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Google translate gives "occidere in nomine", which seems correct to me.

For context, it will be used in a tattoo, followed by a symbol. It will go something like: "killing in the name of [what the symbol represents]"

I have gotten another translation, "in nomine signi occidere [the symbol]", which seems more appropriate in this context.

Anything I have missed? anything obviously wrong?

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    Welcome to the site! What context or era do you have in mind? Classical and ecclesiastical Latin might disagree.
    – Joonas Ilmavirta
    Commented May 31, 2023 at 15:13
  • Thank you. Classical I would say.
    – lvdp
    Commented May 31, 2023 at 15:28
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    You threw Google Translate a half-baked sentence fragment and got a decent translation. Count it among your blessings. It could have answered "carota" and if you added a full stop "Omnia Gallia est divisa" and still have been at its usual game. Commented May 31, 2023 at 15:33
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    Decent, but not entirely correct, but we'll need more information about how you'll be using it to know for sure. You know how "killing" has multiple synonyms (slay, murder, put an end to, euthanize, etc.), the same is true in Latin, but even more so.
    – cmw
    Commented May 31, 2023 at 15:59
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    I have edited the question to better explain context
    – lvdp
    Commented May 31, 2023 at 16:35

2 Answers 2

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Latin doesn't have a preposition "of". To express the genitive, you need to inflect the word. For example, "of Carthago" is Carthaginis and "of stadium" is stadii.

You can treat the symbol as a word that looks the same in all cases (which is not too unusual for foreign names), but it leaves room for misinterpretation, as e.g. the following will be hard to distinguish:

Killing in the name of X
The killing is in the name of X
The killing is in the name X
Killing X is in the name

Therefore I recommend taking a route that is further away from your English idea. One option is to go with the preposition pro, which means (among other things) "on behalf of" or "for the benefit of". (For an excruciating amount of detail, consult the entry in Lewis and Short.)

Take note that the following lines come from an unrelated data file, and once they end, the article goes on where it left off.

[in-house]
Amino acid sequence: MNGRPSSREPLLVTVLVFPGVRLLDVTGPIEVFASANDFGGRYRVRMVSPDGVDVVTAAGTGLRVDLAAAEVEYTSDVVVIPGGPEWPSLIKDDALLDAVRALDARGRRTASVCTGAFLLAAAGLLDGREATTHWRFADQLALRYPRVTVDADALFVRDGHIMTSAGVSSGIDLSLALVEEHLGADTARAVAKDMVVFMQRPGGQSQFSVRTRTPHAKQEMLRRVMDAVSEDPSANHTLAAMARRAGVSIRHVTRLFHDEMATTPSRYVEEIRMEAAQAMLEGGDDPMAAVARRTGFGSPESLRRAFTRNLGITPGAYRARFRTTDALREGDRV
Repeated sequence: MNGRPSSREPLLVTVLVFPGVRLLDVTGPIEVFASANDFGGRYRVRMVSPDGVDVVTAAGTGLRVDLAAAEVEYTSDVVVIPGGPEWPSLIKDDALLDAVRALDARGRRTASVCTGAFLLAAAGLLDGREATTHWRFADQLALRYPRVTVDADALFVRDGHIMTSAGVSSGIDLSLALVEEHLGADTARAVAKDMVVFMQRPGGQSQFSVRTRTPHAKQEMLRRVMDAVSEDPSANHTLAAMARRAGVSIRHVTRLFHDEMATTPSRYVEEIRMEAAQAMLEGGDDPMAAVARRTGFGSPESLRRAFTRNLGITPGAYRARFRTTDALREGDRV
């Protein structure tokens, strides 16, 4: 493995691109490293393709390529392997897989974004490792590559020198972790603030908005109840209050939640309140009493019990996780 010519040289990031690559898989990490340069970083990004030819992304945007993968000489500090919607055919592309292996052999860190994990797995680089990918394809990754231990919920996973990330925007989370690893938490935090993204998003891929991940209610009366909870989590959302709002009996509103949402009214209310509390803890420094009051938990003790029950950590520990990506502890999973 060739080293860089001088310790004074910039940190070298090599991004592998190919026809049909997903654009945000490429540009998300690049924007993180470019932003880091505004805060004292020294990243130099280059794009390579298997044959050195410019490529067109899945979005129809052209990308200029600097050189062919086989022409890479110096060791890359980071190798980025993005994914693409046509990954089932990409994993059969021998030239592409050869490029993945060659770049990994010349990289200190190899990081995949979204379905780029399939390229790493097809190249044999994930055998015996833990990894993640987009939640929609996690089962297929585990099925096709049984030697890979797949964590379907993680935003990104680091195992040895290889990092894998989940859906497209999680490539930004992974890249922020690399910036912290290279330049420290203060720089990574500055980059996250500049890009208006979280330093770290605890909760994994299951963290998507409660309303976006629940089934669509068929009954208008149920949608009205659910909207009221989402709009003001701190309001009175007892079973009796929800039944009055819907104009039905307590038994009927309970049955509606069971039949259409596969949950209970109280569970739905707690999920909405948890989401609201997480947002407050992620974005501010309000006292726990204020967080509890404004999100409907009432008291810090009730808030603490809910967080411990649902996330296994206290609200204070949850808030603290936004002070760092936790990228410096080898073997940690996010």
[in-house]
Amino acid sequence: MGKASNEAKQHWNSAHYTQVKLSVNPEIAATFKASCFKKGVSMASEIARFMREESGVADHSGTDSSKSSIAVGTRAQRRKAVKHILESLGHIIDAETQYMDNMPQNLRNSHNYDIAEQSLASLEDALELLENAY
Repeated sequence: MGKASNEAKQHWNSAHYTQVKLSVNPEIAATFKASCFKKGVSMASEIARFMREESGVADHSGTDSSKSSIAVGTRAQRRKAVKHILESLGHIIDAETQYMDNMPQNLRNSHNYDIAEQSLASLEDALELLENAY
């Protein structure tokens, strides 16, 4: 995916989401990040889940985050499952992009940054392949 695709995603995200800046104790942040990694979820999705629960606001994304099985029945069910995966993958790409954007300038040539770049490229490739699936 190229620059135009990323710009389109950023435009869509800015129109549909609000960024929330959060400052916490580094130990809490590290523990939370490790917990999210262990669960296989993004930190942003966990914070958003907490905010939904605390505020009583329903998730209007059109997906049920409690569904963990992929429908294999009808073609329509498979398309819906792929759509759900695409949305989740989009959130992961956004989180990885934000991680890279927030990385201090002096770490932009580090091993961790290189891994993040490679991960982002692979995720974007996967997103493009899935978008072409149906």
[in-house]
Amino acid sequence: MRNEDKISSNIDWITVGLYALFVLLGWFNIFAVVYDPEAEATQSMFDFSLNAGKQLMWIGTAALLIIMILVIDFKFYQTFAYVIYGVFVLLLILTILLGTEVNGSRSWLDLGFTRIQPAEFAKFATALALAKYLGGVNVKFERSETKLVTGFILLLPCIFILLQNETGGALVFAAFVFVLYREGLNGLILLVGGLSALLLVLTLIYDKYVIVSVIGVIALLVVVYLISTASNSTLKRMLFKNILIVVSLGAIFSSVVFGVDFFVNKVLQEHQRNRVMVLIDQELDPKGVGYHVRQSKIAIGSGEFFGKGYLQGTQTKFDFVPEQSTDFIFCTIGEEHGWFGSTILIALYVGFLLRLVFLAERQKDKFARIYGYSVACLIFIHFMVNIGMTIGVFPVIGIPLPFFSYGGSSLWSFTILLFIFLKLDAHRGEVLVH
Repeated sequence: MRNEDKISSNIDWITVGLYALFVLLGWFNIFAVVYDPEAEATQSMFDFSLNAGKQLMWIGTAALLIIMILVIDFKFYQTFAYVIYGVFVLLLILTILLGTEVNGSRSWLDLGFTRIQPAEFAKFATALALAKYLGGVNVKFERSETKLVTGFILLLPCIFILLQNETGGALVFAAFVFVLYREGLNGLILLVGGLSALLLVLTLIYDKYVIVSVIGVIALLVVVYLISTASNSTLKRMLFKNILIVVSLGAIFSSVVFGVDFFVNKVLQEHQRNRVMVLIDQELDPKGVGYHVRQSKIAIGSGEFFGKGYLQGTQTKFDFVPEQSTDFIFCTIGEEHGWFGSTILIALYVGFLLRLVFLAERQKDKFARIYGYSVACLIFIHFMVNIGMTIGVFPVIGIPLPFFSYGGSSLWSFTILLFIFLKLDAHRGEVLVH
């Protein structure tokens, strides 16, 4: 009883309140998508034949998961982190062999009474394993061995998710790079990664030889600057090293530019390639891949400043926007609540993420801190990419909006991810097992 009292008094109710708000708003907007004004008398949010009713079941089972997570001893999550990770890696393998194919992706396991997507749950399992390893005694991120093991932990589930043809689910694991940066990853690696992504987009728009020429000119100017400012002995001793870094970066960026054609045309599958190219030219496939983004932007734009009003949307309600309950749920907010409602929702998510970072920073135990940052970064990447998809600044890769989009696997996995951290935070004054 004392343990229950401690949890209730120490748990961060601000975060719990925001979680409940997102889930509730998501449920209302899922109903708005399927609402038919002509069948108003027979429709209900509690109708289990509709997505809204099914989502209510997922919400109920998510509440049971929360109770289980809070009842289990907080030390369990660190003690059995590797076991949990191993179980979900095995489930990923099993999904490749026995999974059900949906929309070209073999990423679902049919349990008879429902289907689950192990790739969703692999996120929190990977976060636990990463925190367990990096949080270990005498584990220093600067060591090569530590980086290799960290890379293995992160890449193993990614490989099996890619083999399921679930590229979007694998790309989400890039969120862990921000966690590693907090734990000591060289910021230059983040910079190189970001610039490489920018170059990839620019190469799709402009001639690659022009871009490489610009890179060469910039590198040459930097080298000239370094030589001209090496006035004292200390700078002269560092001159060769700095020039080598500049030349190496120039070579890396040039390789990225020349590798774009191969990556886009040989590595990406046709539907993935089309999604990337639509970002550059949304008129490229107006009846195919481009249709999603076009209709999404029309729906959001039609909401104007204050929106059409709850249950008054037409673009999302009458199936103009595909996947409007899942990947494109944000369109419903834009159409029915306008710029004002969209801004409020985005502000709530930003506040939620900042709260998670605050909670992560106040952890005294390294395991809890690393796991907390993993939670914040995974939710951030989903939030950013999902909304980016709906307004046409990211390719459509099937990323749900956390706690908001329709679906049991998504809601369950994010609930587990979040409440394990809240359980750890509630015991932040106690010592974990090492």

There are many possible ways to translate "killing". One nice option is occisio as already mentioned. Using that, I would suggest the pithy occisio pro X. The English original is not a full sentence nor does it explain itself perfectly, so neither should the translation.

If you prefer a different noun, you can switch easily.

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  • Thank you, I think it makes most sense to leave it as occisio pro [symbol].
    – lvdp
    Commented Jun 3, 2023 at 16:46
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Too long for a comment, so... Comments have indicated that killing is a noun, or rather a gerund. Thus the verb form occidere might not be appropriate. The noun form is occisio. You have also indicated that the meaning is "the killing is done," a passive form.

You already have a translation using a different word order, but perhaps for a tattoo it might be written

in nomine signi X occisio facitur

as (with a bit of artistry) that would allow a symmetrical design with the symbol in the middle.

However, others are more well-versed than me in the Classics, and it's at least conceivable if not likely that the phrase has already appeared in classical Latin. As mentioned in comments, kill has many synonyms like slaughter, murder, slay, execute, butcher, put down, put an end to... and one of those might be a better fit — or, maybe, indicate that an existing classical use might not fit.

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  • Thank you. Appreciate all the help.
    – lvdp
    Commented Jun 2, 2023 at 15:44

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